Grahic Jump Location
Grahic Jump Location
Figure 2.
Mean change from baseline in bone mineral density (BMD) at the total hip during 3 years of follow-up in 205 women (top) and 115 men (bottom) who were 60 to 79 years of age, according to study group.

Solid lines represent the 25-mg hydrochlorothiazide group, dotted lines represent the 12.5-mg hydrochlorothiazide group, and dashed lines represent the placebo group. Error bars represent 95% CIs.

Grahic Jump Location
Grahic Jump Location
Figure 3.
Mean change from baseline in bone mineral density (BMD) at the posterior–anterior spine during 3 years of follow-up in 205 women (top) and 115 men (bottom) who were 60 to 79 years of age, according to study group.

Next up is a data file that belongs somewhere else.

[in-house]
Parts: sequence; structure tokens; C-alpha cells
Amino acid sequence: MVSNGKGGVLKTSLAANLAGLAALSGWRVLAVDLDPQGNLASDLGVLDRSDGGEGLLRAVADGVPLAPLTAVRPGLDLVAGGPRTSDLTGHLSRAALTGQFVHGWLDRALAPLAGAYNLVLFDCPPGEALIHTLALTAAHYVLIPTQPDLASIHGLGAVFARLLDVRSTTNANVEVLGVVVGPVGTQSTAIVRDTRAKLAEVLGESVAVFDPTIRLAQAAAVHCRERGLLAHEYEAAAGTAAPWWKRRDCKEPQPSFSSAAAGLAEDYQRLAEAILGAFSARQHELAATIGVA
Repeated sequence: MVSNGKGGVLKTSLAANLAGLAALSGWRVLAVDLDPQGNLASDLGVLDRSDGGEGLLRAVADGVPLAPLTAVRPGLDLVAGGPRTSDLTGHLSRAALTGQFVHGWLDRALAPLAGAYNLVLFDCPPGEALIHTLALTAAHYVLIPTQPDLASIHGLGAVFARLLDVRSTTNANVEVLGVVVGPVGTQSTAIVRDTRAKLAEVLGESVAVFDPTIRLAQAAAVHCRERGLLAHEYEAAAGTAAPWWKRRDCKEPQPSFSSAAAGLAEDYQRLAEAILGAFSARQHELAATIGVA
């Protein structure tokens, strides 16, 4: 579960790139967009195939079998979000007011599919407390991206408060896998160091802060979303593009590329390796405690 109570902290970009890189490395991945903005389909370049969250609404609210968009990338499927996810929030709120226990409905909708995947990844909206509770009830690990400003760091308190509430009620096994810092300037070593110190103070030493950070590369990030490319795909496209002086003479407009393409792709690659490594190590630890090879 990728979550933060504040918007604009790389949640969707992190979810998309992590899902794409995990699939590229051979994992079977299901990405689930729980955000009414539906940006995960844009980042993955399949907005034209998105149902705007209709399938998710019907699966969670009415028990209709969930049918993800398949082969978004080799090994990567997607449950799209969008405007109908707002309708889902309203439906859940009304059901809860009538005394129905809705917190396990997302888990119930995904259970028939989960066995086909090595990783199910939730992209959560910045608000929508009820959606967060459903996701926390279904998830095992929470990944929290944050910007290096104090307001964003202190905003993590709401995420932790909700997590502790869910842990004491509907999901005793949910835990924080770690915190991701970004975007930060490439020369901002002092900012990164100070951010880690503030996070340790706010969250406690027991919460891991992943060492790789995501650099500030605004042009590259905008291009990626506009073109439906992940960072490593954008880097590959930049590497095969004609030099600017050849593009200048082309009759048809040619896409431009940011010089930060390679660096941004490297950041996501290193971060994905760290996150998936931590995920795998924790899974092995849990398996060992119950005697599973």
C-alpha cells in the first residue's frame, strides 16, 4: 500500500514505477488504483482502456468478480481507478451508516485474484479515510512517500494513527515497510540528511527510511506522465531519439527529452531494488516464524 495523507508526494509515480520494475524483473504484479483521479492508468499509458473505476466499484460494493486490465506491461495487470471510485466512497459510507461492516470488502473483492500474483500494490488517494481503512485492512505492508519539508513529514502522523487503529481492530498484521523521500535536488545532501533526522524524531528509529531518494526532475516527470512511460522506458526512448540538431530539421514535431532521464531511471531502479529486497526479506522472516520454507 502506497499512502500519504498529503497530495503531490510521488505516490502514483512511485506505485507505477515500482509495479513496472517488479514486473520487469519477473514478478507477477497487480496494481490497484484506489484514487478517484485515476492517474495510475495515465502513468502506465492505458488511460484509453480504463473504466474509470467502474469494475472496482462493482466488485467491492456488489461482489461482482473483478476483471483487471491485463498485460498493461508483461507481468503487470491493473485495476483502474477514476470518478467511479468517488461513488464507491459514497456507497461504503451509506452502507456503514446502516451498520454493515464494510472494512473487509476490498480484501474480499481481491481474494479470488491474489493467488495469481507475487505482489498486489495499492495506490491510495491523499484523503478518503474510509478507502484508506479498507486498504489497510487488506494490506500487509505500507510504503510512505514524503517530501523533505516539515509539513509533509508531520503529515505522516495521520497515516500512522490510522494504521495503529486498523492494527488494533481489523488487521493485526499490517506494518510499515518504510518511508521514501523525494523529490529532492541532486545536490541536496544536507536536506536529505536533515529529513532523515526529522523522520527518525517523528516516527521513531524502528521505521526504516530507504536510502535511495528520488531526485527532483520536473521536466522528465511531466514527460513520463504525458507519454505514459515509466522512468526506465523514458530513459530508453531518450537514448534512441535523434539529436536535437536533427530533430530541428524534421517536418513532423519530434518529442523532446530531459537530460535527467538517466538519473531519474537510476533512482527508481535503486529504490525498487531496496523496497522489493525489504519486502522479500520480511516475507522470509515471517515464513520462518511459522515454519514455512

Solid lines represent the 25-mg hydrochlorothiazide group, dotted lines represent the 12.5-mg hydrochlorothiazide group, and dashed lines represent the placebo group. Error bars represent 95% CIs.

Grahic Jump Location
Grahic Jump Location
Figure 4.
Mean change from baseline in total-body bone mineral density (BMD) during 3 years of follow-up in 205 women (top) and 115 men (bottom) who were 60 to 79 years of age, according to study group.

Solid lines represent the 25-mg hydrochlorothiazide group, dotted lines represent the 12.5-mg hydrochlorothiazide group, and dashed lines represent the placebo group. Error bars represent 95% CIs.

Grahic Jump Location

Tables

References

Letters

NOTE:
Citing articles are presented as examples only. In non-demo SCM6 implementation, integration with CrossRef’s "Cited By" API will populate this tab (http://www.crossref.org/citedby.html).

Comments

Submit a Comment